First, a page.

This beautiful Argiope protensa spider is also known as the Long-tailed St. Andrew’s Cross Spider. It is part of the Infraorder Araneomorphae, that are spiders with opposing fangs. It is also part of the family Araneidae, that are Orb Weavers with over 232 named species in Australia.

Long-tailed St. Andrews Cross Spider, (Argiope protensa), Alice Springs, NT
Long-tailed St. Andrews Cross Spider (Argiope protensa), Alice Springs, NT

The web of Argiope protensa is a fragile almost circular shape, that is strung between stems of small shrubs and even tall grasses. The pictured web structure here is strung across the stems of a rosemary bush.

There is often a visible stabilimentum, which in some webs may be absent, although this is not in the form of the X shape like other St Andrew’s Cross spiders.

A stabilimentum is the decorative web structure within the webs of some species of orb-web spiders. Often a distinctive zig-zag pattern, whilst those of most Saint Andrew’s Cross spiders have a distinctive X shape, there are other shapes, including a zig-zag line (as with Argiope protensa), but with broken in the centre, where the spider sits.

The egg sac of the Argiope protensa resembles a small cup with a lid, although there is some slight variations, as pictured.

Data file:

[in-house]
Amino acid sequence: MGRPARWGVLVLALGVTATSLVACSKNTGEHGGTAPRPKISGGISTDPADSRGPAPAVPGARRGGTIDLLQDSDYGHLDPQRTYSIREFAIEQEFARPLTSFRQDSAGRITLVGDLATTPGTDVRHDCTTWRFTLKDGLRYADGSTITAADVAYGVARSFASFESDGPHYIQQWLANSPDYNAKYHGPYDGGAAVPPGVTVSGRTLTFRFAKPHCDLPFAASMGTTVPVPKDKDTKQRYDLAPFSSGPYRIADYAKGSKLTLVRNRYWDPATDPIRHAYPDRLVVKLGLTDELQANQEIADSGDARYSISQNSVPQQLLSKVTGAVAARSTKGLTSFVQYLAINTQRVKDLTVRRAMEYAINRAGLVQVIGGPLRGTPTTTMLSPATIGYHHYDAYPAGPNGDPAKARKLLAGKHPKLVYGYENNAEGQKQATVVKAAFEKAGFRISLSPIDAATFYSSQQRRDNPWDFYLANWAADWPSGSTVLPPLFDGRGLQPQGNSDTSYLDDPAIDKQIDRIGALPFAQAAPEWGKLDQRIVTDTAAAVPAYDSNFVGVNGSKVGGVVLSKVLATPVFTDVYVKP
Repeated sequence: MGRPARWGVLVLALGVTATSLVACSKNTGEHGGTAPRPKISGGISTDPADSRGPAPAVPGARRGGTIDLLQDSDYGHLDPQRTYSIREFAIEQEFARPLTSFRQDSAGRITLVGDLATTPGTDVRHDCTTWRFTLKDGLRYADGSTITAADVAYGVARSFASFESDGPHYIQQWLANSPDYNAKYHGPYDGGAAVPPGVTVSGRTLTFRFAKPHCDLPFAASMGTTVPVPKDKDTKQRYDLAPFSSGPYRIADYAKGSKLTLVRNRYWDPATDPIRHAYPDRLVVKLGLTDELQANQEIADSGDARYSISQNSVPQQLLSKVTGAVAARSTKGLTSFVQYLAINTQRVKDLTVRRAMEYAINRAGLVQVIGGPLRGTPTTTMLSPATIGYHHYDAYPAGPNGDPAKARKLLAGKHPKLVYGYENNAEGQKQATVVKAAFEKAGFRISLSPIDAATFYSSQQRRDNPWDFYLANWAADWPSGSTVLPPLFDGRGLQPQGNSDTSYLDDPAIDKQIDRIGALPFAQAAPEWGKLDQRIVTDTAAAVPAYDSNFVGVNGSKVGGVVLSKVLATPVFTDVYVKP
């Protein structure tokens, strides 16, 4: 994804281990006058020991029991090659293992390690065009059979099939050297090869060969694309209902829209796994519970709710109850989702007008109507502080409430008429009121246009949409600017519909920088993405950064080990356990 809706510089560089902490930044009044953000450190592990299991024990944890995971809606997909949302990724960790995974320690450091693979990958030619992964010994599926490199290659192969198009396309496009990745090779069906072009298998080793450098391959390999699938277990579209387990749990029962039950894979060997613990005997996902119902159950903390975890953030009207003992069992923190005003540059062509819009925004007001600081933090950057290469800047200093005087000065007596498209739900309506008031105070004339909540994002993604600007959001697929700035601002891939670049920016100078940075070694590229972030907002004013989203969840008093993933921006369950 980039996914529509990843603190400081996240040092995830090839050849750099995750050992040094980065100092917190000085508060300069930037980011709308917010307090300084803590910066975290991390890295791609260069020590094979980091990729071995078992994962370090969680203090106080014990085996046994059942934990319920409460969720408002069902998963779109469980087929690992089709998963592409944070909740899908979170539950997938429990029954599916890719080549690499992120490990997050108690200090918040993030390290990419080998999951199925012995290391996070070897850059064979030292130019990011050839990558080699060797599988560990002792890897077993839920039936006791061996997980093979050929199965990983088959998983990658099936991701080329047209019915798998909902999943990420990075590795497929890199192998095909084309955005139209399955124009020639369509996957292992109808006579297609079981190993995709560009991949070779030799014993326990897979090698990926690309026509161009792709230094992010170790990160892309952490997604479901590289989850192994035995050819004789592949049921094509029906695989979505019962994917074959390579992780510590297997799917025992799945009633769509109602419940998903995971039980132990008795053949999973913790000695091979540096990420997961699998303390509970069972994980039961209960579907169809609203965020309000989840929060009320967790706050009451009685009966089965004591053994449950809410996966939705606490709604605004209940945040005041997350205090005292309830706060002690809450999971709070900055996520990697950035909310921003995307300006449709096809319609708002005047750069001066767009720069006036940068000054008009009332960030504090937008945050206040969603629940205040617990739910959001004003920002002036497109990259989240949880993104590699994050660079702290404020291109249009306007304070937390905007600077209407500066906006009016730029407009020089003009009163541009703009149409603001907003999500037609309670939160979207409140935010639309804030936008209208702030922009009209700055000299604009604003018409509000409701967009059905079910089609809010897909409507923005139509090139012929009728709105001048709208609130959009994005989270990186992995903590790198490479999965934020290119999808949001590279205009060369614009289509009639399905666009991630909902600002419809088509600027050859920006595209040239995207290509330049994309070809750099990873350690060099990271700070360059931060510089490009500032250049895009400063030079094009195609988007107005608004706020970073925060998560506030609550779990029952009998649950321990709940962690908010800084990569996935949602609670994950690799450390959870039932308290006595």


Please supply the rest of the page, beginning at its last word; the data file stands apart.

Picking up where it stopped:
Common name
Long-tailed St Andrew’s Cross Spider, Elongated St. Andrews Cross Spider, Longtailed Orb-weaving Spider, Tear Drop Spider, Tailed Forest Spider.

Many thanks to Narelle Murphy for ID of this species, member of the Australian spider identification page on Facebook.

  • Scientific classification
  • Kingdom: Animalia
  • Phylum: Arthropoda
  • Subphylum: Chelicerata
  • Class: Arachnida
  • Order: Araneae
  • Infraorder: Araneomorphae
  • Family: Araneidae
  • Genus: Argiope
  • Species: Argiope protensa

Footnote & References

  1. Argiope protensa, Atlas of Living Australia,
  2. Argiope protensa (L. Koch, 1872) Long-tailed Argiope,, A Field Guide to the Spiders of Australia, by Robert Whyte, and Greg Anderson,
  3. Do stabilimenta in orb webs attract prey or defend spiders?, by Todd A. Blackledge, John W. Wenzel, Behavioral Ecology,
  4. Australian spider identification page,